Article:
It was only last week when I discovered WordPress has replaced their default link discovery partner from Technorati to Google Blog Search. If anyone uses WordPress, log into your Admin area and go to the Dashboard area. You’ll see your incoming links are powered by Google. Personally, I think that was a good move since Technorati really seems to be slacking lately. Nevertheless it was rather inevitable when you’re competing against search Giants.

  14. John Faulds said on

    It was only last week when I discovered WordPress has replaced their default link discovery partner from Technorati to Google Blog Search.

    I noticed that a while ago and wasn’t very happy about it. Google Blog Search only shows me about 5% of the blogs that actually link to my site.

  15. Mark W. said on

    I lost repsect for Technorati along time ago when they had “WTF” listed as an option in their menu. “WTF” just does not look professional. (After reading your post, I revisited their website and noticed that they had removed it.)

  16. David Sifry said on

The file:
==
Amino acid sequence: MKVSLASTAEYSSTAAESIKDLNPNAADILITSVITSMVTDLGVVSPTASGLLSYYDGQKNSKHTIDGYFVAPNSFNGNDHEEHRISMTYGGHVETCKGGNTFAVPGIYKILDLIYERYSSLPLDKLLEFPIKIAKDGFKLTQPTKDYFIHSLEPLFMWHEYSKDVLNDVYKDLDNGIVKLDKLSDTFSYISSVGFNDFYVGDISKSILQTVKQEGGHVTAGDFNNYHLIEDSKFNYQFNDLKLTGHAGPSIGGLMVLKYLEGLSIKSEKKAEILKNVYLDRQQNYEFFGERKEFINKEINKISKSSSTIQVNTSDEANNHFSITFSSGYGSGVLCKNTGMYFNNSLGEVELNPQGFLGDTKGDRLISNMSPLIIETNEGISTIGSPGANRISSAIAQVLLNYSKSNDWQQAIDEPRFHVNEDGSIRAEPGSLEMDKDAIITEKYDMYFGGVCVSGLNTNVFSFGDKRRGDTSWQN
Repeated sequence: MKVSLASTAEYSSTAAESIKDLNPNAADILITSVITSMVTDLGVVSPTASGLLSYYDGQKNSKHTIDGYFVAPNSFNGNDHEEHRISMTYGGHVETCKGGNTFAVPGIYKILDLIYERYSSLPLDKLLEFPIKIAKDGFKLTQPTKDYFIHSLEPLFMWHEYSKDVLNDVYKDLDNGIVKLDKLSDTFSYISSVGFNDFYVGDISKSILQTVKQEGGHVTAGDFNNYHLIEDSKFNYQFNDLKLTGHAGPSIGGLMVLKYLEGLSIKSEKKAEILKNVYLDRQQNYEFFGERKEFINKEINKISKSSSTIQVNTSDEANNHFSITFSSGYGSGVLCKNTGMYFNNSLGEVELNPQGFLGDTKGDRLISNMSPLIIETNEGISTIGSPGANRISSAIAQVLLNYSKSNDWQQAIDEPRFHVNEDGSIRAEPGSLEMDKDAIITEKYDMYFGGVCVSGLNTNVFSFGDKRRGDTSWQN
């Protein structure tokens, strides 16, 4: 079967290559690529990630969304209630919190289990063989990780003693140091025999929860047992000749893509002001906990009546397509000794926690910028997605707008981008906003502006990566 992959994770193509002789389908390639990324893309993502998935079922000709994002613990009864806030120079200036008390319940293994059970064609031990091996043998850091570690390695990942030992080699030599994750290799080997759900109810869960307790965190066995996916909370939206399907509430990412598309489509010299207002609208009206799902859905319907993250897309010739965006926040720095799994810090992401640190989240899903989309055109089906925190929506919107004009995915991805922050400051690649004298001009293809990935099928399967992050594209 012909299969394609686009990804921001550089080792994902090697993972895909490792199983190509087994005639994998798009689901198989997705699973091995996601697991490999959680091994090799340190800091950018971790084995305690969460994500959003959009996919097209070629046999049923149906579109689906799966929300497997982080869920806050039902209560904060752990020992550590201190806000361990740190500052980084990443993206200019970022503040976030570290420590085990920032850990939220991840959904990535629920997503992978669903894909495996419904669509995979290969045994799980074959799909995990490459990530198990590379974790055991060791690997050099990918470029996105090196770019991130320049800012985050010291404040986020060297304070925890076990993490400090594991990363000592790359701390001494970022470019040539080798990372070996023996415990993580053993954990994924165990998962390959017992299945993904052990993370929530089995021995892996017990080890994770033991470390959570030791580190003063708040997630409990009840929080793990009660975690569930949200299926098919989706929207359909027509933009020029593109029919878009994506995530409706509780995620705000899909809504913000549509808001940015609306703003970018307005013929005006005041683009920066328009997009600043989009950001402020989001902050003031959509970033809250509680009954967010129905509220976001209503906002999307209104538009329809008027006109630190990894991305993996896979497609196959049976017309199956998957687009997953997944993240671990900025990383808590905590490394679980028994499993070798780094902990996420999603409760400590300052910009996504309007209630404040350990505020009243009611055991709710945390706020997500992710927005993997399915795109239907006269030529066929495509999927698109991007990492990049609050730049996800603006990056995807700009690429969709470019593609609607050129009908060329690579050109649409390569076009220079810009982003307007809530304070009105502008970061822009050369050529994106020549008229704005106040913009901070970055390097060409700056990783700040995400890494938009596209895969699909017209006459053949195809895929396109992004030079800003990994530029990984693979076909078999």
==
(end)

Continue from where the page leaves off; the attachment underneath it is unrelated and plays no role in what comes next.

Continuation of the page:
Sorry about that! I know the guys have been working on a bunch of technical scalability upgrades – Are you still experiencing problems?

    If so, please don’t hesitate to drop me a line directly – dsifry AT technorati DOT com…


  17. Neurotransmisores said on

    At the moment there is no better alternative than Technorati.

  18. paul said on

    well, that stinks to hear that. not a very good practice to just implement something without user knowledge or permission!

  19. christmas gifts said on

    They must have (obviously) been hoping more people would opt to have it on : like a namebrand thing or something. But most people probably prefer it off. So, to combat that, they just made the default ‘on’ and made it difficult for you to switch it off. So that, only people who know what they’re doing, will be able to switch it off while the rest of the public would leave them free advertising. Not good, not good. They really ought to be very clear about these sorts of things, and have a clear policy that they adhere to.

  20. oil painting from photo said on

    It’s a good thing that you noticed it. Only few people notice this scheme of Technorati. I guess this is one reason why Technorati nowadays isn’t one of the most sought-after Web 2.0 site.